Two things seem clear: this is a domesticated fermentation yeast, and it's probably not the ancestral Muri yeast. The latter simply because it doesn't seem well suited for that particular brewing environment.

Looking in along the Innvik fjord, toward Olden.

Intriguingly, it's STA+, meaning that it can break down starch into sugar, so that even in a beer mashed to produce a sweet beer, it can ferment all of the sugars. This is another trait that's unlikely to have endeared it to Norwegian farmhouse brewers, who generally like their beers quite sweet.

However, there is one possibility that I find interesting. The original yeast culture on the Muri farm, whatever it was, must have been a mixed culture like all the other farmhouse yeast cultures. It's entirely possible that the dominant strains in that culture were all normal kveik yeasts.

But we know from some of the analyses that have been made that kveik cultures can contain oddball strains in very small numbers. So small that their contribution to the beer is not really noticeable. This yeast could have been one of those, and survived either by pure luck, or because it had some genes that enabled it to survive longer. Perhaps the genes from semi-wild wine/cider Saccharomyces uvarum yeast helped?

If so, this could mean that non-kveik yeasts were once used in Norwegian farmhouse brewing, before the kveik took over. The evidence is still too thin for us to draw that conclusion, but it's a possibility.

Another possibility is that Bjarne Muri, who is after all a home brewer, brewed with a Beer 2 yeast and wine/cider yeast, causing these to float around in his apartment. I've tried asking him, but he doesn't reply to email, so I don't know the answer. Unfortunately.

So where does this yeast come from? The answer is that we don't know. It really is a mystery. What's worse is that right now there doesn't seem to be any way to get further. Right now, this is all we know, and it doesn't seem likely that we'll make any progress from here for the next decade or so.

Update 2019-08-18: The post has been updated to clarify that White Labs does not sell Muri as one of their regular yeasts. It's still available through the Norwegian home brew supplier Bryggselv, where Bjarne Muri originally handed it in. Why White Labs are no longer selling it together with their normal collection of yeasts, I don't know.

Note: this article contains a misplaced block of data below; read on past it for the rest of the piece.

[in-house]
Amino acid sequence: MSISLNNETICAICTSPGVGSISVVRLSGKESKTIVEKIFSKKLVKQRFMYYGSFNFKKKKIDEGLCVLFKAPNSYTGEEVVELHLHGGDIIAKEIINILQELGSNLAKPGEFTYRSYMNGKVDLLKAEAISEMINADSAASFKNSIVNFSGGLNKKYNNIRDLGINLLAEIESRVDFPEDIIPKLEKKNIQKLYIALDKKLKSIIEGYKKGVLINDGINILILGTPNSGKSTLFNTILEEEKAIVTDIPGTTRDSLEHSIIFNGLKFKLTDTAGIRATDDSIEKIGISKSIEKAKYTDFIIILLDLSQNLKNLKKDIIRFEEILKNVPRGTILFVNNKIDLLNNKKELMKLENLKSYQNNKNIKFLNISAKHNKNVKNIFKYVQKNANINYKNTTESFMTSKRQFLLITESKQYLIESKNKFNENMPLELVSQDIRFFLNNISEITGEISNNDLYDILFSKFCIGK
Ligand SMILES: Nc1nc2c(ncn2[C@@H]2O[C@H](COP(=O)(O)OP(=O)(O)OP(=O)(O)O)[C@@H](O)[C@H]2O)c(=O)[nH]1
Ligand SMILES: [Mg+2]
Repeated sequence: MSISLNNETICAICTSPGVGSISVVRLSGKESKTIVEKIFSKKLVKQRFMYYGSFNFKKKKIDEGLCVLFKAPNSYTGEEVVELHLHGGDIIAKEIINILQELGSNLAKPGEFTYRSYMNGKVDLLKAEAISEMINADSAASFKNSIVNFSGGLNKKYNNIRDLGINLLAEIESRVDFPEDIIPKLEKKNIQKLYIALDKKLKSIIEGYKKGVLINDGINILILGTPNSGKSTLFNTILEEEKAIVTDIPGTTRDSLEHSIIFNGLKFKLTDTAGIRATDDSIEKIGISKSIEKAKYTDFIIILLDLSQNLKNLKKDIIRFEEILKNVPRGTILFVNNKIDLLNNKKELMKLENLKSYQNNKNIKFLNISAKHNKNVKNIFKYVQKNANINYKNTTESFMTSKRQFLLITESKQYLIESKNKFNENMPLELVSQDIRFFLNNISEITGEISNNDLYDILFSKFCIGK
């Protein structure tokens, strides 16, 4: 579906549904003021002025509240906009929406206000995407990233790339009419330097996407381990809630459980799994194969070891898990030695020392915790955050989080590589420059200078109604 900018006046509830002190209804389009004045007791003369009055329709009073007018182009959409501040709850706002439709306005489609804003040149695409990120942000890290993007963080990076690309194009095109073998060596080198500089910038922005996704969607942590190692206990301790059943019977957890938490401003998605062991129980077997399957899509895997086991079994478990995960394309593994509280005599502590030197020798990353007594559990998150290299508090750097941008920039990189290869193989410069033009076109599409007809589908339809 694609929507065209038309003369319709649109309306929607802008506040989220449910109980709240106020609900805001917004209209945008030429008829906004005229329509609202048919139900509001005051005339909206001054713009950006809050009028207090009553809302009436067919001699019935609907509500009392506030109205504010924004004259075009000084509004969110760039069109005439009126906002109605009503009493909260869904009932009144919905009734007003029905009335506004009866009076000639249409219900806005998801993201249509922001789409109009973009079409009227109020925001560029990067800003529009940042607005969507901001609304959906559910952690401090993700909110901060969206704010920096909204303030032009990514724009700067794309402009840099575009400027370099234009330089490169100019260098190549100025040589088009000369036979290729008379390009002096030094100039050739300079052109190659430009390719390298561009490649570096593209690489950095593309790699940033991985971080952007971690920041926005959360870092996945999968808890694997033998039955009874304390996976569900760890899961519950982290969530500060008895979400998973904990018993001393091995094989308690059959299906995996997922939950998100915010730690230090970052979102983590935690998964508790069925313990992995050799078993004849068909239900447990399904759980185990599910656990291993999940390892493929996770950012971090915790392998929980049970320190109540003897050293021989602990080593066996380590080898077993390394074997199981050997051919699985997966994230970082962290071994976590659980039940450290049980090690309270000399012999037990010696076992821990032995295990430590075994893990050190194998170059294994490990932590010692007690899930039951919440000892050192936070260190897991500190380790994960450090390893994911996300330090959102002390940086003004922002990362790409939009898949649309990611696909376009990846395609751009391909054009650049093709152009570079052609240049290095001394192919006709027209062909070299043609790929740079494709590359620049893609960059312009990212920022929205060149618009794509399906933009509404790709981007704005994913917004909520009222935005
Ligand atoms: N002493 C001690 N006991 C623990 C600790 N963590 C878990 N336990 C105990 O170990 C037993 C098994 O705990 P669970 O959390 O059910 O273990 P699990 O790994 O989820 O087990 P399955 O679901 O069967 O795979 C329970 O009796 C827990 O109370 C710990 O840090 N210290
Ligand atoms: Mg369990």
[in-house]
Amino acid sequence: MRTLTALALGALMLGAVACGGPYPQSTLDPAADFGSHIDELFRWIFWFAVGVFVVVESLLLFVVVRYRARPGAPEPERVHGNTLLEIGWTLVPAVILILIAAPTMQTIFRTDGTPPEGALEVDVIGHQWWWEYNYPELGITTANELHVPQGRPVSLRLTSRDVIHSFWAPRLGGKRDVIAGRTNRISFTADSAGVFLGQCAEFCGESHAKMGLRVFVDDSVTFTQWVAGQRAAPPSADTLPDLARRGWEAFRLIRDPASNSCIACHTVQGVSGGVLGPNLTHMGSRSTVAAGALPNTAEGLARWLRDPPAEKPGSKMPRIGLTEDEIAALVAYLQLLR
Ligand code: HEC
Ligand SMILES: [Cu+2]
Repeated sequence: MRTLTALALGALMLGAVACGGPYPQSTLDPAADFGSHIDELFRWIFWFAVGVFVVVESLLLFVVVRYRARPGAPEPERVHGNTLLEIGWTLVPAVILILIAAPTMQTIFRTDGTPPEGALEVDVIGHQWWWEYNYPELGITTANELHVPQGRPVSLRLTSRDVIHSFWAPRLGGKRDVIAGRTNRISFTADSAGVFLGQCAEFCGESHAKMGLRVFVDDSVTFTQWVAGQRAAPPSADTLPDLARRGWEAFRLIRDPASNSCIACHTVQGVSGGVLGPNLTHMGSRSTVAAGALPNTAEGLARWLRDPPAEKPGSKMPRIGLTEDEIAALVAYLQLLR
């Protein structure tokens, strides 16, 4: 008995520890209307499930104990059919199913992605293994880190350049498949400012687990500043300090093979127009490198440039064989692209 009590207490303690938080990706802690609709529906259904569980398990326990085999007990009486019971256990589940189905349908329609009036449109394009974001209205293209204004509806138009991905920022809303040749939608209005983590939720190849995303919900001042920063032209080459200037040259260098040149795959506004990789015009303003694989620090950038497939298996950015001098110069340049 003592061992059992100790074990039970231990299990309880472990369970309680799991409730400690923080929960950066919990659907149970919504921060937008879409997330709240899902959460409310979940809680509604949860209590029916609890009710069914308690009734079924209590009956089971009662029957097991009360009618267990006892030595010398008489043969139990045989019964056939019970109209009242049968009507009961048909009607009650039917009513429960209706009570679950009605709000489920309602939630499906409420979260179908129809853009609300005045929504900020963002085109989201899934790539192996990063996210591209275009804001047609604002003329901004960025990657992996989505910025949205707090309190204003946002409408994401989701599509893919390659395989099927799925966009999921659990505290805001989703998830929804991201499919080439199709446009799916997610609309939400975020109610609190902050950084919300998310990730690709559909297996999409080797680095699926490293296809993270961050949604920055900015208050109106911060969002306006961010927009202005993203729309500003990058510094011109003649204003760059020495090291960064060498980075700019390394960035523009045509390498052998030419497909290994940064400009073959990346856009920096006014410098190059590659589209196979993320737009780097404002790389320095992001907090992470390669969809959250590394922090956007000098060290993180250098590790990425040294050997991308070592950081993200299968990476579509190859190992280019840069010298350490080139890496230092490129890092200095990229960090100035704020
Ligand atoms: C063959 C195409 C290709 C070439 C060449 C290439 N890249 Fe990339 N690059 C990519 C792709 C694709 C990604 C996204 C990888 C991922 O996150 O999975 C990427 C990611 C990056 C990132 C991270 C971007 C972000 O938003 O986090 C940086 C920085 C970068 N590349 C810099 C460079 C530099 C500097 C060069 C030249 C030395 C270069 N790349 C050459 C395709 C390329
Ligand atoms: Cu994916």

Update 2019-09-12: The mystery has finally been solved. We know what Muri is now.

Similar posts

Muri: A Mystery Solved

I wrote about the Muri mystery and how I didn't think we'd ever solve it, but yesterday I got an email out of the blue

Read | 2019-09-12 08:51

A family tree for kveik

In 2016 I was contacted by Canadian researcher Richard Preiss

Read | 2017-10-06 10:02

Analysis of farmhouse yeast (kveik)

The Norwegian University of Science and Technology (NTNU) in Trondheim started doing research and courses on brewer's yeast a little over a year ago

Read | 2016-09-06 16:30


Dave Pawson - 2019-08-18 06:41:44

Kveik mysteries now! This Norwegian beer quest has it all Lars!

"... grown some wild yeast from the air " which makes it tricky to isolate a specific? What next, a kveik clean room?

Thanks for the tale.

John - 2019-09-20 17:00:42

As I noted some time ago, this 'mysterious hybrid' is more likely linked with Norway's (historical) association with Germany. The Hanseatic League* [spits on the floor]. As far as the 'it's closest' to some British strains goes, well, all domesticated yeast strains have a common ancestor who was a little on the wild side - and their genes had a function in the wild. How some lost (or didn't) these wild genes was not entirely under consistant artificial selection. What we might call 'domestication'. A great deal of randomness was likely involved. Attempts to tease patterns from DNA are rather problematic, and dull, in reality. Whatever makes a story, though, aye? What you appear to have in Norway and other places in Eastern Europe (Kveik) is likely semi-domesticated. An indication of no progress, culturally speaking. And, it seems, very romantic to those who insist on looking backwards.

*Think 'Bergen', one of the last Hanseatic ports, which they still celebrate in Bergen.

Lars Marius Garshol - 2019-09-20 17:05:03

@John: Still spewing bile and vitriol, I see, together with some well-chosen unfounded accusations. Good to see you've made more cultural progress than us.

John - 2019-09-25 15:08:26

Unfounded? Like your fairy tales, Lars?

Add a comment

Name required
Email optional, not published
URL optional, published
Spam don't check this if you want to be posted
Not spam do check this if you want to be posted